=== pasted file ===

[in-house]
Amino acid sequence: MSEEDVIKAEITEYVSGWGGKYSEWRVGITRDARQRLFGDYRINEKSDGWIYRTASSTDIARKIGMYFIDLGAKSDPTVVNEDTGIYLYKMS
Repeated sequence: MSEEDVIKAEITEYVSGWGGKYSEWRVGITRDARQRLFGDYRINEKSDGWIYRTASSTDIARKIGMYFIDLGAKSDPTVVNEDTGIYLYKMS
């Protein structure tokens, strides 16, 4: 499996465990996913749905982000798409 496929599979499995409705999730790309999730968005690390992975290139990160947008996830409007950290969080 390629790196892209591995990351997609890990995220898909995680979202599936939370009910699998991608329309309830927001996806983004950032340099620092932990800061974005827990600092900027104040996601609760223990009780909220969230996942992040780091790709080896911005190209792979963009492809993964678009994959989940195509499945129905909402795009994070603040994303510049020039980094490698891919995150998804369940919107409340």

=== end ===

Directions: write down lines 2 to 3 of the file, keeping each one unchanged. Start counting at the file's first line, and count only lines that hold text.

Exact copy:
Amino acid sequence: MSEEDVIKAEITEYVSGWGGKYSEWRVGITRDARQRLFGDYRINEKSDGWIYRTASSTDIARKIGMYFIDLGAKSDPTVVNEDTGIYLYKMS
Repeated sequence: MSEEDVIKAEITEYVSGWGGKYSEWRVGITRDARQRLFGDYRINEKSDGWIYRTASSTDIARKIGMYFIDLGAKSDPTVVNEDTGIYLYKMS